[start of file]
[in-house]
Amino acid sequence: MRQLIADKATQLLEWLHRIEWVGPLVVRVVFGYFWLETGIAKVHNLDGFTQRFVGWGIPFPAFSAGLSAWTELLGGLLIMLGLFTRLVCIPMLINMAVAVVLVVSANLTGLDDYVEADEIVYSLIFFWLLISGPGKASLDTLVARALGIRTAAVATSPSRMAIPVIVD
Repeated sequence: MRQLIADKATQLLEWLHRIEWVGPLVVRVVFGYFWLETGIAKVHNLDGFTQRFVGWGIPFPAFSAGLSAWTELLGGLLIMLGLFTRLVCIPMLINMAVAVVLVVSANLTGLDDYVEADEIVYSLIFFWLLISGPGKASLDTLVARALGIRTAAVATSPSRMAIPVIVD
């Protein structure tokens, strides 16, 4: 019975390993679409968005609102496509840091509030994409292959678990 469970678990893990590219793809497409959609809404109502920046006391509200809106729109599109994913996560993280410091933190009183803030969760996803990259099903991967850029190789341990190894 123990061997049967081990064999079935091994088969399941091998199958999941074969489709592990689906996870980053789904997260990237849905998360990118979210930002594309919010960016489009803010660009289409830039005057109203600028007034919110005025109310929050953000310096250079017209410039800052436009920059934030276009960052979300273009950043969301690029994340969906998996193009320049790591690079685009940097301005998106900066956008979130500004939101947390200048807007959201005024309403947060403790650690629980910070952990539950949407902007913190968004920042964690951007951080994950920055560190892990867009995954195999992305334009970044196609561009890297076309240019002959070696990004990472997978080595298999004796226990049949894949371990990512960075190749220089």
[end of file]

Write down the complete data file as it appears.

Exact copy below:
[in-house]
Amino acid sequence: MRQLIADKATQLLEWLHRIEWVGPLVVRVVFGYFWLETGIAKVHNLDGFTQRFVGWGIPFPAFSAGLSAWTELLGGLLIMLGLFTRLVCIPMLINMAVAVVLVVSANLTGLDDYVEADEIVYSLIFFWLLISGPGKASLDTLVARALGIRTAAVATSPSRMAIPVIVD
Repeated sequence: MRQLIADKATQLLEWLHRIEWVGPLVVRVVFGYFWLETGIAKVHNLDGFTQRFVGWGIPFPAFSAGLSAWTELLGGLLIMLGLFTRLVCIPMLINMAVAVVLVVSANLTGLDDYVEADEIVYSLIFFWLLISGPGKASLDTLVARALGIRTAAVATSPSRMAIPVIVD
């Protein structure tokens, strides 16, 4: 019975390993679409968005609102496509840091509030994409292959678990 469970678990893990590219793809497409959609809404109502920046006391509200809106729109599109994913996560993280410091933190009183803030969760996803990259099903991967850029190789341990190894 123990061997049967081990064999079935091994088969399941091998199958999941074969489709592990689906996870980053789904997260990237849905998360990118979210930002594309919010960016489009803010660009289409830039005057109203600028007034919110005025109310929050953000310096250079017209410039800052436009920059934030276009960052979300273009950043969301690029994340969906998996193009320049790591690079685009940097301005998106900066956008979130500004939101947390200048807007959201005024309403947060403790650690629980910070952990539950949407902007913190968004920042964690951007951080994950920055560190892990867009995954195999992305334009970044196609561009890297076309240019002959070696990004990472997978080595298999004796226990049949894949371990990512960075190749220089």